23-24 April 2019. Geneva, Switzerland. The FAO/WHO/WTO International Forum on Food Safety and Trade.
- the use of new technologies in the realm of food safety and trade;
- how trade in safe food can be facilitated at the borders;
- multi-stakeholder coordination and the role of partnerships;
- harmonizing food safety regulation in a period of change and innovation.
The conference will result in a document summarizing key issues and recommendations from both, the Addis Conference and the Geneva Forum, to better align and coordinate efforts to strengthen food safety systems across
sectors and borders.
- Addressing the economic burden of foodborne diseaseDelia Grace, Co-Leader, Animal and Human Health, International Livestock Research Institute
- Aligning national food safety policies to promote food securityAngela Parry Hanson Kunadu, Lecturer, Department of Nutrition and Food Science, University of Ghana
- Overview of the Addis Ababa ConferenceJosefa Leonel Correia Sacko (see picture), African Union Commissioner for Rural Economy and Agriculture
- Synergies between food safety and trade facilitation Elizabeth Murugi Nderitu, Acting DirectorStandards and SPS, TradeMark East Africa
First FAO/WHO/AU International Food Safety Conference
12-13 February 2019. Addis Ababa, Ethiopia. First FAO/WHO/AU International Food Safety Conference
In this pivotal moment, this conference, co-organised by FAO, WHO, WTO and AU, brought together Ministers and representatives of national governments, senior policy makers as well as representatives of non-state actor groups from all regions of the world to engage in an urgent reflection on food safety challenges.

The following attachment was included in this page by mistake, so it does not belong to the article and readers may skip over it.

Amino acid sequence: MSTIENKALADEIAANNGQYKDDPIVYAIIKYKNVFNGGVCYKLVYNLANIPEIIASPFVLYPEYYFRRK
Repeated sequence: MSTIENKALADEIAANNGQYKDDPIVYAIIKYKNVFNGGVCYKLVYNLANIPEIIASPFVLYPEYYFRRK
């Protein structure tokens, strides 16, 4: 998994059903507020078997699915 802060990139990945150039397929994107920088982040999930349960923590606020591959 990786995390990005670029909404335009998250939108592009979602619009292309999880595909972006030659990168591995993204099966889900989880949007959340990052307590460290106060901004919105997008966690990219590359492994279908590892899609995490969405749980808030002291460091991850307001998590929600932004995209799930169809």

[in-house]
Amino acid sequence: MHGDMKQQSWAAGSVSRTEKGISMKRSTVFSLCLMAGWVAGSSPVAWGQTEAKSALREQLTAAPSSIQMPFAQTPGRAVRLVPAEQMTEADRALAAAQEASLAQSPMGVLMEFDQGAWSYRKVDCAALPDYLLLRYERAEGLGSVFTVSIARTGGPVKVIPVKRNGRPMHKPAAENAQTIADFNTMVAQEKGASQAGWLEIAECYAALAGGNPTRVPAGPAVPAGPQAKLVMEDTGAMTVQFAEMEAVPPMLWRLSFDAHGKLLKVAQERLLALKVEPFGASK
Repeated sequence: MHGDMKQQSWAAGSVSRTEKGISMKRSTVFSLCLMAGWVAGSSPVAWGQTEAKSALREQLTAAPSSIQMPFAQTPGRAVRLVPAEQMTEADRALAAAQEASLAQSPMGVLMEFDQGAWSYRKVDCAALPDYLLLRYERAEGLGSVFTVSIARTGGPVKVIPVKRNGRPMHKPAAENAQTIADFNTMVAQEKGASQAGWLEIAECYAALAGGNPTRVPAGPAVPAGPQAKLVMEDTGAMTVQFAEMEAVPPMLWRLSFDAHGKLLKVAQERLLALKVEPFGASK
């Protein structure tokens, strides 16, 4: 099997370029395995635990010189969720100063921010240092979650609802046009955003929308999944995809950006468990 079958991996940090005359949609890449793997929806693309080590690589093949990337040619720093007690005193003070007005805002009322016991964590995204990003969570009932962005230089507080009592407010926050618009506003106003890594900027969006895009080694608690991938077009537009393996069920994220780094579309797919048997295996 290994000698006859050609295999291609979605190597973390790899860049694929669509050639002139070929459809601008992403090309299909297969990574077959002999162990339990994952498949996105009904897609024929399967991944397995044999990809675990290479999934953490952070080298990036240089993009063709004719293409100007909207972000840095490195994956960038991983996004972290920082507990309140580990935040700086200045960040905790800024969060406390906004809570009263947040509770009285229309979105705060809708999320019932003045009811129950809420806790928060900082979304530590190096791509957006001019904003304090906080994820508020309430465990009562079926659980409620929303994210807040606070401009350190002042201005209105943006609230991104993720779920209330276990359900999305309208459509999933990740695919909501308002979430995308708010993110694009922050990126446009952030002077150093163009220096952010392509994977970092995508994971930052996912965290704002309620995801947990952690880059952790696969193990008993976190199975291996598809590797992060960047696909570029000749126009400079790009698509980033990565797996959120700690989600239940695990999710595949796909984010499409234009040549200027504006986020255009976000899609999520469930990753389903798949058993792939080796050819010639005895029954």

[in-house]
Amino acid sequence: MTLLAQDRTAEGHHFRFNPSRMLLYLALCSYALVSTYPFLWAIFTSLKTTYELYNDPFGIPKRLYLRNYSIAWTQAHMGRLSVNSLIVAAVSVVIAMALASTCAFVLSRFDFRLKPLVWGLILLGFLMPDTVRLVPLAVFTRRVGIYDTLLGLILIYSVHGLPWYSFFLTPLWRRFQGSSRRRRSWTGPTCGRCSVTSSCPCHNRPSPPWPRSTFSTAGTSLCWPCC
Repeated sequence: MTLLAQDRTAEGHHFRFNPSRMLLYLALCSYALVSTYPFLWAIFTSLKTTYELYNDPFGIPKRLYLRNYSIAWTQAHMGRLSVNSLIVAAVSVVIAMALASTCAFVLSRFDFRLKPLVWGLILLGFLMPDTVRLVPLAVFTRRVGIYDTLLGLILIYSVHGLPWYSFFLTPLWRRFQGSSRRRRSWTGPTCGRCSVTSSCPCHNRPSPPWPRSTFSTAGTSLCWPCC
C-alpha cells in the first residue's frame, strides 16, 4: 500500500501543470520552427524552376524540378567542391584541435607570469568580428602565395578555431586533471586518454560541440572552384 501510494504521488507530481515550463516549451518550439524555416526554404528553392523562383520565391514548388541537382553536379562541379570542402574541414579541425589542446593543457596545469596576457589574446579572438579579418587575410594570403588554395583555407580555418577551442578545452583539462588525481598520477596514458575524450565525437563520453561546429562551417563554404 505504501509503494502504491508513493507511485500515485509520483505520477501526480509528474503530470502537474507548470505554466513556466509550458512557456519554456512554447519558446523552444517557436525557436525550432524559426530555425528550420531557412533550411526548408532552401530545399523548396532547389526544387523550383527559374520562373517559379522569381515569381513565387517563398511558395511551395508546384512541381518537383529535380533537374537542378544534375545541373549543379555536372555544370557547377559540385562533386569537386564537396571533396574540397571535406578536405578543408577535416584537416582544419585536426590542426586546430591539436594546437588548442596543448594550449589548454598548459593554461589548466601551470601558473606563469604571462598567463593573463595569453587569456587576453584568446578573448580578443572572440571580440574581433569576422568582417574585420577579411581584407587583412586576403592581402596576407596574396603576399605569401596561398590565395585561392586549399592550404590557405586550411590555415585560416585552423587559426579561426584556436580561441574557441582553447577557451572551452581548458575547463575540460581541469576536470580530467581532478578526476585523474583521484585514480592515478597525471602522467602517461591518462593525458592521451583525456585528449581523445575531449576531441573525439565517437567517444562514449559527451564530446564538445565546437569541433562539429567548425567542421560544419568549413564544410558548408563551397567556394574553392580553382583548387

1–2 April 2019. Rome, Italy: At the International Plant Protection Convention, 25 ACP countries mobilised around sanitary and phytosanitary (SPS) issues and priorities. COLEACP presented its Fit For Market SPS programme (FFM SPS) to the competent authorities of African, Caribbean and Pacific (ACP) countries.
Related: New EU Unfair Trading Practices Directive adopted
10 April 2019. For over 10 years, COLEACP and others have been lobbying the European Union to tackle unfair trading practices in agricultural supply chains. Smaller suppliers are particularly vulnerable to unfair practices – such as last-minute cancellation of orders and late payments.
This lobbying activity finally bore fruit and the groundbreaking EU Unfair Trading Practices Directive was formally adopted. Each EU Member State now has 2 years to enforce the Directive. For the first time there will be a shared minimum standard for fair trading practices enforced throughout Europe. This will provide regulatory certainty to buyers and confidence to suppliers –even those based outside the EU – that they will be able to access protection regardless of where their European buyer is based.